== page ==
NCAA title just the beginning for LSU?

By Ryan LavnerJune 3, 2015, 10:36 pm

BRADENTON, Fla. – The only untidy aspect of LSU’s victory over Southern Cal on Wednesday was the celebration.

Brandon Pierce right here, Zach Wright over there … and Ben Taylor, up on 18 with nary a teammate in sight, closing out this NCAA Championship.

Once they met up behind 17 and checked live scoring on their phones, Pierce and Wright decided to sprint toward the final green to watch the clinching putt. They slowed down at the 150-yard mark, long enough for the TV cameramen to catch up, and when Taylor dropped his 8-footer for par, they took off running again, faster now, screaming and throwing up their hands and mobbing their All-American senior who sealed the 4-1 victory.

“Right now this means everything to me,” Wright said. “We came here on a mission to try to win this.”

And to think: The Tigers almost didn’t even make it to Concession.

Frustrated by the bumpy greens at The Course at Yale, LSU was 11 shots off the fifth-place cut line entering the final round of the regional tournament.

Full coverage: NCAA Division I National Championships

The night before that round, LSU coach Chuck Winstead gathered his players and showed them examples of how previous teams had snuck into NCAAs, how it was possible, how they just had to believe.

“We started getting our minds wrapped around that we could actually make the comeback,” senior Stewart Jolly said.

Even with the pep talk, the outcome looked grim – the deficit swelled to 14 shots at one point in the survive-and-advance tournament. But after a furious back-nine rally, all five starters ended up shooting in the 60s, none better than Taylor and Pierce, who carded matching 65s.

That it was Pierce who delivered that day was only fitting.

Last spring, when doctors discovered a stress fracture in his back that would force him out of competition for eight months, he didn’t go into hiding or distance himself from the team. No, he pulled closer. He attended every practice, flying around in a golf cart to encourage his teammates. He waited at the golf house until the Tigers returned home from an away tournament. And on the eve of a big event, he tapped out one-page notes to each of his brothers and left them in their locker, hoping to provide a little inspiration.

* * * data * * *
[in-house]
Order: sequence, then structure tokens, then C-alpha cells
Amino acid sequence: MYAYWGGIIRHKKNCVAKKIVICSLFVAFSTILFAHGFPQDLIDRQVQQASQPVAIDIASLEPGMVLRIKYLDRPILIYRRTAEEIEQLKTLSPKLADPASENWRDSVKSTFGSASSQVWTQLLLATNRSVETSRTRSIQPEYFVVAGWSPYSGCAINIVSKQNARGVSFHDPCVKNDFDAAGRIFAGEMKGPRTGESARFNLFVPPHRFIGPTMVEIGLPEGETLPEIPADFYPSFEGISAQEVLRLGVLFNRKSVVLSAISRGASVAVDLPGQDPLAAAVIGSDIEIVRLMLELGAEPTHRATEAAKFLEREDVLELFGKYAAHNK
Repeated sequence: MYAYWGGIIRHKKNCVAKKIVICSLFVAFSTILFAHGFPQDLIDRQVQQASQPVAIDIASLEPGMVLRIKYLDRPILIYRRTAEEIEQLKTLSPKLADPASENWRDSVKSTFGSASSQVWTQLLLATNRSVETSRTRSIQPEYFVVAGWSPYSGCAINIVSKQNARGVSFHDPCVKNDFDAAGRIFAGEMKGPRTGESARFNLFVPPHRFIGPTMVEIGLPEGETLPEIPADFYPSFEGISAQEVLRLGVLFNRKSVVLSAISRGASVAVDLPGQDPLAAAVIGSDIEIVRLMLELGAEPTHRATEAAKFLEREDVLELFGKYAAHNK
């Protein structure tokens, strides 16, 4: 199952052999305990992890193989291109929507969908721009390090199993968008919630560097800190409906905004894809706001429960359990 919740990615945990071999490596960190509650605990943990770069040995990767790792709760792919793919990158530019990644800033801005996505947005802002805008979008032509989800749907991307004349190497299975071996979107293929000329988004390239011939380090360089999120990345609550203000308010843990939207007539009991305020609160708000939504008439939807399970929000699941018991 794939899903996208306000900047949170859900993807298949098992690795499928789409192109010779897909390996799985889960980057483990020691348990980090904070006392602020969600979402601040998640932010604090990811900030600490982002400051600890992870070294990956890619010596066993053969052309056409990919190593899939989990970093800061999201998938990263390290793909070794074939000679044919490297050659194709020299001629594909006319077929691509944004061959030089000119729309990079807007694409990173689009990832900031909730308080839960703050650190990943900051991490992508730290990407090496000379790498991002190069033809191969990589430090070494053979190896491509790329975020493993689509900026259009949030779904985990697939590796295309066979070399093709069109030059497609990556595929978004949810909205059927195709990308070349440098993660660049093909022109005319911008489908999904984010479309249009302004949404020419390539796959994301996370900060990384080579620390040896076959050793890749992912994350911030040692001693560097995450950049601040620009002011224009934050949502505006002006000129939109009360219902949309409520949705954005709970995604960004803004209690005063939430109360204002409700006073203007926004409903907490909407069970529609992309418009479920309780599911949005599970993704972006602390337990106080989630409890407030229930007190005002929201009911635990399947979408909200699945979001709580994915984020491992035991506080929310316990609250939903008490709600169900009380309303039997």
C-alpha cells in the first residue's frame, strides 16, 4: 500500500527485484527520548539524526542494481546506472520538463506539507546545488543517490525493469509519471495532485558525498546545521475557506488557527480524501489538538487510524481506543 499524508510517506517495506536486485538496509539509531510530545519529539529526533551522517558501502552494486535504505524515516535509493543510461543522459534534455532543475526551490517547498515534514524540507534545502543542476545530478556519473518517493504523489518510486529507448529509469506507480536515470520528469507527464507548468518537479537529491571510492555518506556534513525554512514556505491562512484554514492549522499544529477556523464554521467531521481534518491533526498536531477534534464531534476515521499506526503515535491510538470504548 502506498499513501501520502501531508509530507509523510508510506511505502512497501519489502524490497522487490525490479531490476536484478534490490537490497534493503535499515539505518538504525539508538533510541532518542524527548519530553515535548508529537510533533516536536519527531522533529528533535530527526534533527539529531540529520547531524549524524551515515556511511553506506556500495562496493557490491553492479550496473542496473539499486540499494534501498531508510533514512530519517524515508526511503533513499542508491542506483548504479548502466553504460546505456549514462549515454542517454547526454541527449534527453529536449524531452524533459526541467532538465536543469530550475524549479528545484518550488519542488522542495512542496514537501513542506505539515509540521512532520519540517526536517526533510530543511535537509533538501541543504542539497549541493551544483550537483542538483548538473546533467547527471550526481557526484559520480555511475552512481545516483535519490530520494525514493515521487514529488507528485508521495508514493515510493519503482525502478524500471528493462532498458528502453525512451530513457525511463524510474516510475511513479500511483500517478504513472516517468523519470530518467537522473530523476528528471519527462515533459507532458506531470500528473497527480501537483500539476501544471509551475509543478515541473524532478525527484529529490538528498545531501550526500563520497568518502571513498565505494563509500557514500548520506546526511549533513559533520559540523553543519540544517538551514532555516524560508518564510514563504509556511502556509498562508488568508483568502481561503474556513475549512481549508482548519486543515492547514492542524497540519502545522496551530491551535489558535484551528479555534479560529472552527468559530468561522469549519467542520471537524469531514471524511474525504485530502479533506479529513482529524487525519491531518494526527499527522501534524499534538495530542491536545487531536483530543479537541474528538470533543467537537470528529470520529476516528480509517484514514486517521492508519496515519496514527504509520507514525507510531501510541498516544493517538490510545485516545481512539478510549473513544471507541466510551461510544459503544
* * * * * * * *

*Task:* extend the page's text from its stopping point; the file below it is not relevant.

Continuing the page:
Pierce shot 29 on his final nine holes that day in New Haven. The Tigers moved on to nationals by a single stroke.

Turns out LSU’s entry into the NCAA Championship was more riveting than its exit.

In winning the first four matches Wednesday, the Tigers trailed for only a total of eight holes, and never by more than a one-hole deficit. It was a thoroughly dominant performance by a team with no weaknesses in its lineup.

“They’re all interchangeable,” Winstead said of his five starters.

LSU’s total team effort capped a long week when many of the favorites fell short.

No. 1-ranked Florida State didn’t even advance to match play. Texas, the hottest team in the country with six wins in its last seven starts, bowed out in the quarterfinals. Illinois, which won an NCAA-best eight times this season, looked flat in the semis.

Left standing was No. 9 LSU and No. 13 USC – teams that likely would have combined for more than seven wins this season if they didn’t play such a grueling schedule.

Nevertheless, it was the first time since 2009 – the first year of NCAA match play – that the championship match did not feature at least one finalist with a top-5 national ranking.

A surprise, maybe, but there’s never been more parity in college golf, the margin of error at a brutal golf course like Concession is razor-thin, and 18-hole match play is a shortened game that doesn’t always determine the best champion.

That background might help soften the blow for many of the top seeds, but one thing was still abundantly clear Wednesday: LSU was the most deserving team after enduring eight rounds in seven days here.

“They’re really good,” USC’s Sean Crocker said. “They just beat us today.”

And they didn’t waste any time in the championship, either, with the top three in the lineup – Pierce (2 and 1), Taylor (1 up) and Wright (3 and 2) – all winning their final match to stomp out any potential upset.

Not bad for a group that didn’t even know the tournament format until last week, a few hours before their first-round tee time.

Winstead said he only learned that the schedule was 72 holes of stroke play followed by three rounds of match play during the coaches’ meeting Thursday night. He thought it was a 54-hole qualifier, just like in 2014.